Gender Differences in Psychological Distress and Quality of Life in Patients with an ICD 1-Year Postimplant

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Abstract

Background:

Gender differences in patient-reported outcomes in patients with an implantable cardioverter defibrillator (ICD) have been researched, but findings are inconclusive and mostly based on cross-sectional study designs. To gain a better insight into potential determinants of psychological distress and health-related quality of life (HQOL), we examined the relationship between gender and patient-reported outcomes in patients with an ICD in the first year after ICD implantation.

Methods:

Consecutive patients (N = 300) receiving an ICD between September 2007 and February 2010 at Medisch Spectrum Twente hospital, the Netherlands, completed several questionnaires to assess psychological distress and HQOL prior to ICD implantation and at 2 months, 5 months, 8 months, and 12 months postimplantation.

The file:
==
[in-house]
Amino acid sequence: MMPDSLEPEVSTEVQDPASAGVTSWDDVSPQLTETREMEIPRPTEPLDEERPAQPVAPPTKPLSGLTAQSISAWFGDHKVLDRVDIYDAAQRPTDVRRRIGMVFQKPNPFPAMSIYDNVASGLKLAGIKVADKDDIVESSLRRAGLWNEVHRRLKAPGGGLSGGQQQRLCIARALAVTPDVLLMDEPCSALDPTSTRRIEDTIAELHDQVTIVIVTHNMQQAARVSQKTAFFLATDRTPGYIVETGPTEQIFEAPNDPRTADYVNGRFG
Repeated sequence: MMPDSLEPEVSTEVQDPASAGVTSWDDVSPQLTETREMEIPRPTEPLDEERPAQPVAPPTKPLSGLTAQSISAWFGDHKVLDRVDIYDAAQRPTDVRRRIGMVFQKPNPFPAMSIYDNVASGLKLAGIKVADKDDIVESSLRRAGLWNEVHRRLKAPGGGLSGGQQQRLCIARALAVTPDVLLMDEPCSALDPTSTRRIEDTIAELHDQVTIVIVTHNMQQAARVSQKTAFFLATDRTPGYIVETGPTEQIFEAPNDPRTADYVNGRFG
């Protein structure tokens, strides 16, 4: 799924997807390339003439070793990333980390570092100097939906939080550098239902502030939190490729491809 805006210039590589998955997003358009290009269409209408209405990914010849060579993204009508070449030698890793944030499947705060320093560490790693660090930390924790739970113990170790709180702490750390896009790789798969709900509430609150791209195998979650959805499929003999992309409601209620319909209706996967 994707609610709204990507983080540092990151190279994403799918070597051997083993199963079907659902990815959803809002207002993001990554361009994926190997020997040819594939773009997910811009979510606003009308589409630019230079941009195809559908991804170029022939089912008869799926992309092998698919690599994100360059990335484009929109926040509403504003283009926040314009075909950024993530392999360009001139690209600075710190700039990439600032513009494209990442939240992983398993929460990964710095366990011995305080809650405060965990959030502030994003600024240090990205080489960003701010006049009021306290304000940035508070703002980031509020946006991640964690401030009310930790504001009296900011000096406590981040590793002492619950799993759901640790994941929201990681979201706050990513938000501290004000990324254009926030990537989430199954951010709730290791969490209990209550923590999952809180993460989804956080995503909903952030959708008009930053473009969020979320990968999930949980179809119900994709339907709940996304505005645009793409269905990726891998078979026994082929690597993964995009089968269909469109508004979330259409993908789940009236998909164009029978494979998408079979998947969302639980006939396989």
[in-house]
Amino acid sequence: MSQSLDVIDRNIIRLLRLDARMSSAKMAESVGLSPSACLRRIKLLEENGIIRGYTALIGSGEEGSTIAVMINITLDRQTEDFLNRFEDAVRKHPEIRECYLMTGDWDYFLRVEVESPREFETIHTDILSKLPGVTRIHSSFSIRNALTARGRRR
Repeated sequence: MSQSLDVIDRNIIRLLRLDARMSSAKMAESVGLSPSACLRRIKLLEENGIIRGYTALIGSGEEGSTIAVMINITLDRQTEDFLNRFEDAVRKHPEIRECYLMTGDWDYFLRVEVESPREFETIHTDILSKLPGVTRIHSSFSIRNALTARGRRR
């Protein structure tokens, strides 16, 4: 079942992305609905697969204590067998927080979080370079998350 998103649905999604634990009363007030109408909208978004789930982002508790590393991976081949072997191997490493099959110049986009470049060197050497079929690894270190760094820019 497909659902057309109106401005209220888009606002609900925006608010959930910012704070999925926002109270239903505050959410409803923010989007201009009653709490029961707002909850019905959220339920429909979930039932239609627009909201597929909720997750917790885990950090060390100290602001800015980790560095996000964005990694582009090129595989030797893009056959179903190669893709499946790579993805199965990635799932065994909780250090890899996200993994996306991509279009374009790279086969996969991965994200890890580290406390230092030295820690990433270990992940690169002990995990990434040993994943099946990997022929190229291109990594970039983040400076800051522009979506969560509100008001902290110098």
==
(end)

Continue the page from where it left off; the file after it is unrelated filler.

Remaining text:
Results:

Correcting for clinical confounders (e.g., left ventricular ejection fraction, ICD indication, comorbidities, ICD shocks), women reported higher levels of anxiety (P = 0.021) and shock-related anxiety (P = 0.047) than men in the course of a year. On most HQOL subscales, no gender differences were found, except for subscale Physical functioning, where women reported higher levels of improvement compared to men (P = 0.008). Gender was independently associated with poorer device-related acceptance, but only on the Florida Patient Acceptance Scale domain Body image concerns (P = 0.043), with women expressing higher levels of concerns about their body image compared to men.

Conclusions:

Women report higher levels of general and shock-related anxiety, and higher levels of body image concerns than men. Women showed more improvement in physical functioning. Screening patients before and after ICD implantation for general and shock anxiety may help determine patients who could benefit from psychological counseling.

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